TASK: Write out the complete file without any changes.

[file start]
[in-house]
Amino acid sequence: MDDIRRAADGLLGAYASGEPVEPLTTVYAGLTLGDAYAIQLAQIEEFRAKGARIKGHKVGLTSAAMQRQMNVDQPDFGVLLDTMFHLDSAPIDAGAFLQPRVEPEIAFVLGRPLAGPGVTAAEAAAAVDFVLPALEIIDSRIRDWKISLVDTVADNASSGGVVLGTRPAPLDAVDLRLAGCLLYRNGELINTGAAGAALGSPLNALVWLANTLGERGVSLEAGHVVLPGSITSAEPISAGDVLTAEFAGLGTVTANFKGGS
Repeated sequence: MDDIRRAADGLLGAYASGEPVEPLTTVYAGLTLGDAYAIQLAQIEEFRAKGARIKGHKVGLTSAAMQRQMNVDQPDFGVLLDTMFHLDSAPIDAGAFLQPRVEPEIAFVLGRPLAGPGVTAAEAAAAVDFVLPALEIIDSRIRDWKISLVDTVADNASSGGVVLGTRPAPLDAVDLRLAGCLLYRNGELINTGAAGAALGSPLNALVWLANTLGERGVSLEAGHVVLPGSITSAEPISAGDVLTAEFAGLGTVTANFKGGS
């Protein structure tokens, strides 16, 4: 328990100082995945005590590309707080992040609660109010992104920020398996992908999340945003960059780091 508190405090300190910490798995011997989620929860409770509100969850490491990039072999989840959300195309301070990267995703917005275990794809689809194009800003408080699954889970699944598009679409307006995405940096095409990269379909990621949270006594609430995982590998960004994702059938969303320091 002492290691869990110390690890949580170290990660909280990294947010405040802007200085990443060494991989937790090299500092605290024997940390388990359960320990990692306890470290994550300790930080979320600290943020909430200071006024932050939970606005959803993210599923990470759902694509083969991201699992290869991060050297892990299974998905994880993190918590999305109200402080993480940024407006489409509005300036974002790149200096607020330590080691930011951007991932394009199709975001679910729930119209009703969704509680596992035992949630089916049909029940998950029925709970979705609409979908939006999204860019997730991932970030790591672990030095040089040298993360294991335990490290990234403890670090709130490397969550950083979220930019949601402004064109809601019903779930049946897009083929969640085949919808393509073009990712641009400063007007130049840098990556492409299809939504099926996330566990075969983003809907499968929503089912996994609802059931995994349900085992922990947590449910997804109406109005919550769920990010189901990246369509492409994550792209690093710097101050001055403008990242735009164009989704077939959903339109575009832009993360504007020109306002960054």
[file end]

[in-house]
Amino acid sequence: MDDIRRAADGLLGAYASGEPVEPLTTVYAGLTLGDAYAIQLAQIEEFRAKGARIKGHKVGLTSAAMQRQMNVDQPDFGVLLDTMFHLDSAPIDAGAFLQPRVEPEIAFVLGRPLAGPGVTAAEAAAAVDFVLPALEIIDSRIRDWKISLVDTVADNASSGGVVLGTRPAPLDAVDLRLAGCLLYRNGELINTGAAGAALGSPLNALVWLANTLGERGVSLEAGHVVLPGSITSAEPISAGDVLTAEFAGLGTVTANFKGGS
Repeated sequence: MDDIRRAADGLLGAYASGEPVEPLTTVYAGLTLGDAYAIQLAQIEEFRAKGARIKGHKVGLTSAAMQRQMNVDQPDFGVLLDTMFHLDSAPIDAGAFLQPRVEPEIAFVLGRPLAGPGVTAAEAAAAVDFVLPALEIIDSRIRDWKISLVDTVADNASSGGVVLGTRPAPLDAVDLRLAGCLLYRNGELINTGAAGAALGSPLNALVWLANTLGERGVSLEAGHVVLPGSITSAEPISAGDVLTAEFAGLGTVTANFKGGS
């Protein structure tokens, strides 16, 4: 328990100082995945005590590309707080992040609660109010992104920020398996992908999340945003960059780091 508190405090300190910490798995011997989620929860409770509100969850490491990039072999989840959300195309301070990267995703917005275990794809689809194009800003408080699954889970699944598009679409307006995405940096095409990269379909990621949270006594609430995982590998960004994702059938969303320091 002492290691869990110390690890949580170290990660909280990294947010405040802007200085990443060494991989937790090299500092605290024997940390388990359960320990990692306890470290994550300790930080979320600290943020909430200071006024932050939970606005959803993210599923990470759902694509083969991201699992290869991060050297892990299974998905994880993190918590999305109200402080993480940024407006489409509005300036974002790149200096607020330590080691930011951007991932394009199709975001679910729930119209009703969704509680596992035992949630089916049909029940998950029925709970979705609409979908939006999204860019997730991932970030790591672990030095040089040298993360294991335990490290990234403890670090709130490397969550950083979220930019949601402004064109809601019903779930049946897009083929969640085949919808393509073009990712641009400063007007130049840098990556492409299809939504099926996330566990075969983003809907499968929503089912996994609802059931995994349900085992922990947590449910997804109406109005919550769920990010189901990246369509492409994550792209690093710097101050001055403008990242735009164009989704077939959903339109575009832009993360504007020109306002960054």